(4) Guests should not shake hands with the aide or staff officer receiving the name of the guest. Guests give only their official titles or "Mr. (Mrs.) (Miss) (Ms.)"Jones. The aide presents the guest to the host who, in turn, presents him or her to the guest of honor. The guest, in proceeding down the line, simply shakes hands and greets each person with a "How do you do?"or, in the case of a friend or acquaintance, "Good evening, Sir John," or "It is good to see you again, Sir John." Because names do not travel well, the guest should repeat his or her name to any person in the line to whom it has obviously not been passed. The receiving line is no place for lengthy conversation with either the host or the honored guest.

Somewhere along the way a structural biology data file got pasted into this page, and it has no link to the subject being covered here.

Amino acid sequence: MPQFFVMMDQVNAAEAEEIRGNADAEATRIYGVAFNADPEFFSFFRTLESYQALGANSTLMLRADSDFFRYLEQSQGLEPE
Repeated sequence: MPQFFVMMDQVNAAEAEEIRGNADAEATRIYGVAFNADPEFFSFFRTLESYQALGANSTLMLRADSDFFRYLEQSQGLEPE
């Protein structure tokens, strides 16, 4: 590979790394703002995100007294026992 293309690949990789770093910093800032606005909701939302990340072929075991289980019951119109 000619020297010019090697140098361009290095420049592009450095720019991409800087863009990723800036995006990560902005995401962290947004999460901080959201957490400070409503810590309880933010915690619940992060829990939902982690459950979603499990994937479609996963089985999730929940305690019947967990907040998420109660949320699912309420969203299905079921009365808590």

(5) One rule remains unchanged and should not be broken: Do not receive guests or go through a receiving line holding a cigarette or a drink.

(6) It is acceptable for a female to stand at the end of the line. However, some hosts invite a man closely associated with the occasion to stand at the end of the line so that a female need not be in this position. Other hosts feel that this is incorrect, since a reception is to honor certain individuals only. If a man of sufficient seniority who has an important connection with the function is not present, it is better not to have any man at all at the end of the line. It is not proper to station a randomly selected junior officer who has no connection with the guest of honor at the end of the line.